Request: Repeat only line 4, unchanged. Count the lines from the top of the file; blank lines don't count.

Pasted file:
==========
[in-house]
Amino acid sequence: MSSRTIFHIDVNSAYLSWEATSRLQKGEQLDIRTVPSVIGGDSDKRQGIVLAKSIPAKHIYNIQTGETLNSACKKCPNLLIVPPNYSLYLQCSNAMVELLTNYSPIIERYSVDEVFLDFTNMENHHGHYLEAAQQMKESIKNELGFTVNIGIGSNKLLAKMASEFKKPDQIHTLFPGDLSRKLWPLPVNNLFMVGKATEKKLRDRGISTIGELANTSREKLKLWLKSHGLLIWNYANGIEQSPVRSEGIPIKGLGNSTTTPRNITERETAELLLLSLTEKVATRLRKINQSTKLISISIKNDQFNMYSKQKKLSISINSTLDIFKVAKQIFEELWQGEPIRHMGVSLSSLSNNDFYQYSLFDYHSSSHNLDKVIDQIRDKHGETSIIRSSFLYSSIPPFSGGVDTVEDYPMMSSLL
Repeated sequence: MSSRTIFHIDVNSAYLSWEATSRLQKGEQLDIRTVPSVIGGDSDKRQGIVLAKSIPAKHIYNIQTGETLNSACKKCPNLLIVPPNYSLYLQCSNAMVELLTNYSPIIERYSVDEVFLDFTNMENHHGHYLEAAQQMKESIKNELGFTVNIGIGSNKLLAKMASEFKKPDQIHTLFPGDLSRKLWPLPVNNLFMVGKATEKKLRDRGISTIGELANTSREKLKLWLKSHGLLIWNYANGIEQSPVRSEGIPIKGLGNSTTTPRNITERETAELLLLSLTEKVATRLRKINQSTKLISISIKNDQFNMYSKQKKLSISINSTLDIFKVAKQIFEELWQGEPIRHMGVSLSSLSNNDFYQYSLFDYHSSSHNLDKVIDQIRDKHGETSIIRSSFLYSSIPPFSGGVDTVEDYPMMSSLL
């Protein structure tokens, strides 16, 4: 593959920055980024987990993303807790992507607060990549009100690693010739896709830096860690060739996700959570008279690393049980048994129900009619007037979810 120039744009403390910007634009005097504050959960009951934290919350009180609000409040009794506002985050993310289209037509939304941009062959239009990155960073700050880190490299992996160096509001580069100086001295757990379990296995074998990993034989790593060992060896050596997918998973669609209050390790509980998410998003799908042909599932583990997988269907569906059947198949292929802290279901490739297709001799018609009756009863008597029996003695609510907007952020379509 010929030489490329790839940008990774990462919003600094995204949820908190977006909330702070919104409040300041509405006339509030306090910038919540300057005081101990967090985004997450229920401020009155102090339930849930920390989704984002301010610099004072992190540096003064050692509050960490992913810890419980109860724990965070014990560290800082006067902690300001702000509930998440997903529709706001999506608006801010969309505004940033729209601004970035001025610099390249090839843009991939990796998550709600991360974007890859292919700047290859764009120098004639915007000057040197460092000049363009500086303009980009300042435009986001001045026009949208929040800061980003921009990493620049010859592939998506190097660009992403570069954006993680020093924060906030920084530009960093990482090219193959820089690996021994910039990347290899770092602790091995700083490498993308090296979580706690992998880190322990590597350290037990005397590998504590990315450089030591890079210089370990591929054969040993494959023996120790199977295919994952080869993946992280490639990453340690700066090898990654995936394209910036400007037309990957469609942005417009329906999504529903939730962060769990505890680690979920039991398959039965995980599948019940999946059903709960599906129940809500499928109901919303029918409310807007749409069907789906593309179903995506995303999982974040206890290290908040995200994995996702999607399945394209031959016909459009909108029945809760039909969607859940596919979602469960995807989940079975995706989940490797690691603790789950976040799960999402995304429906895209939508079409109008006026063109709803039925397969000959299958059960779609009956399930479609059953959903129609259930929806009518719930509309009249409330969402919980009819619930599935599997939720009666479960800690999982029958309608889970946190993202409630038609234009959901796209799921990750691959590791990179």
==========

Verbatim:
């Protein structure tokens, strides 16, 4: 593959920055980024987990993303807790992507607060990549009100690693010739896709830096860690060739996700959570008279690393049980048994129900009619007037979810 120039744009403390910007634009005097504050959960009951934290919350009180609000409040009794506002985050993310289209037509939304941009062959239009990155960073700050880190490299992996160096509001580069100086001295757990379990296995074998990993034989790593060992060896050596997918998973669609209050390790509980998410998003799908042909599932583990997988269907569906059947198949292929802290279901490739297709001799018609009756009863008597029996003695609510907007952020379509 010929030489490329790839940008990774990462919003600094995204949820908190977006909330702070919104409040300041509405006339509030306090910038919540300057005081101990967090985004997450229920401020009155102090339930849930920390989704984002301010610099004072992190540096003064050692509050960490992913810890419980109860724990965070014990560290800082006067902690300001702000509930998440997903529709706001999506608006801010969309505004940033729209601004970035001025610099390249090839843009991939990796998550709600991360974007890859292919700047290859764009120098004639915007000057040197460092000049363009500086303009980009300042435009986001001045026009949208929040800061980003921009990493620049010859592939998506190097660009992403570069954006993680020093924060906030920084530009960093990482090219193959820089690996021994910039990347290899770092602790091995700083490498993308090296979580706690992998880190322990590597350290037990005397590998504590990315450089030591890079210089370990591929054969040993494959023996120790199977295919994952080869993946992280490639990453340690700066090898990654995936394209910036400007037309990957469609942005417009329906999504529903939730962060769990505890680690979920039991398959039965995980599948019940999946059903709960599906129940809500499928109901919303029918409310807007749409069907789906593309179903995506995303999982974040206890290290908040995200994995996702999607399945394209031959016909459009909108029945809760039909969607859940596919979602469960995807989940079975995706989940490797690691603790789950976040799960999402995304429906895209939508079409109008006026063109709803039925397969000959299958059960779609009956399930479609059953959903129609259930929806009518719930509309009249409330969402919980009819619930599935599997939720009666479960800690999982029958309608889970946190993202409630038609234009959901796209799921990750691959590791990179």